Regifting Presence

Updated: Sep 11, 2021

Both philosophy and poetry begin in wonder, philosophy in the wonder of Being,

that there is anything at all, that the world exists and continues to exist when it is

utterly contingent; poetry emerges in the wonder of experience, which happens to us,

which is spontaneous and continuous and cannot not happen to us. Both paths

ultimately lead to the primal presence of Being. Philosophy reaches it through contemplation

and rational articulation; poetry does it through the symbolism of language. Poems use

language to re-present the presence of Being, to show that our experience is symbolic;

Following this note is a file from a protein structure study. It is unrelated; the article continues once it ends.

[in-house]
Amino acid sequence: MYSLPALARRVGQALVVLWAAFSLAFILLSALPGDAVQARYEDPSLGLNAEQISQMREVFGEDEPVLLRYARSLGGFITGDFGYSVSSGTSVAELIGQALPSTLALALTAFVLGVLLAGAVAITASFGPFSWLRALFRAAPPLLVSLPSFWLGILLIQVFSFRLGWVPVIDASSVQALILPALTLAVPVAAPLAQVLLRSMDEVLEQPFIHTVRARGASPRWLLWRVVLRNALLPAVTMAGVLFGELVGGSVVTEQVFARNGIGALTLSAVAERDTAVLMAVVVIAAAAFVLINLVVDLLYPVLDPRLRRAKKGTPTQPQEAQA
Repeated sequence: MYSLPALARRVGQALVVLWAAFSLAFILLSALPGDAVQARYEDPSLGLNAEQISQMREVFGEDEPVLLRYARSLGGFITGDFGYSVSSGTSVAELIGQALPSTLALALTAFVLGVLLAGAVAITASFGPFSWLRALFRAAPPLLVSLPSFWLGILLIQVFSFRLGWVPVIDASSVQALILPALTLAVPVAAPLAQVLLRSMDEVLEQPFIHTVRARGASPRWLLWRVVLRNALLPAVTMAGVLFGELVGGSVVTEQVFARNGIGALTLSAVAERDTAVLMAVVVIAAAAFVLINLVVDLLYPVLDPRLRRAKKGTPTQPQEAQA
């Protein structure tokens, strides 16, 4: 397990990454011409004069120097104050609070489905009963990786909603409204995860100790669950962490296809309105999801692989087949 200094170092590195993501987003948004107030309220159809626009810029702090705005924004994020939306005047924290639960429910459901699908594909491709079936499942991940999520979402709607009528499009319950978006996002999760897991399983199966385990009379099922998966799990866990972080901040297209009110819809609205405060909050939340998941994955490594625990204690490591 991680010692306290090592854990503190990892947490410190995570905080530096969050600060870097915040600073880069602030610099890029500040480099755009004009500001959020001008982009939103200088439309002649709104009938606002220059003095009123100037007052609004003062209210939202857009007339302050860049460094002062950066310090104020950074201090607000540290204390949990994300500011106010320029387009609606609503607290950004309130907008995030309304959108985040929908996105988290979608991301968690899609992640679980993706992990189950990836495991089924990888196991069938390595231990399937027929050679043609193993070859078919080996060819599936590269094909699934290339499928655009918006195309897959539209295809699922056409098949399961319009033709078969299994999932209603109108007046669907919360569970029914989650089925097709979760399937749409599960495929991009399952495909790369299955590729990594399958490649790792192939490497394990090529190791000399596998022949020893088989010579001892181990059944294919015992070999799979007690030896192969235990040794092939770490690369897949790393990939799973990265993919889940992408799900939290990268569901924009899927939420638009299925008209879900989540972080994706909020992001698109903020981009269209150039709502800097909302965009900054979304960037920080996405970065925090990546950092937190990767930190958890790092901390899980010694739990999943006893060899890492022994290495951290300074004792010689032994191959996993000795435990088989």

that it stands for something more than itself.

It is the nature of pure presence to seek out representation. Being overflows itself

toward itself. Poetry funnels the overflow into lines of verse that mimic, in their rhythm

and metaphors, the very movement of life as its passes into and through us, pulling us along,

forcing us to stop and meditate on all that is placed before us. The languages of philosophy

and poetry, when pursued correctly, lead inexorably to the language of religion. The distance between Being and the divine is as wide as an eyelash. Turn one way, and you are looking at God,

turn the other, and you behold the majesty of the universe. We know which came first, but which speaks more to us? Questions for another time, another place, at the far end of metaphor, "This is that," where is means absolute identity. Write it!, as Elizabeth Bishop says.

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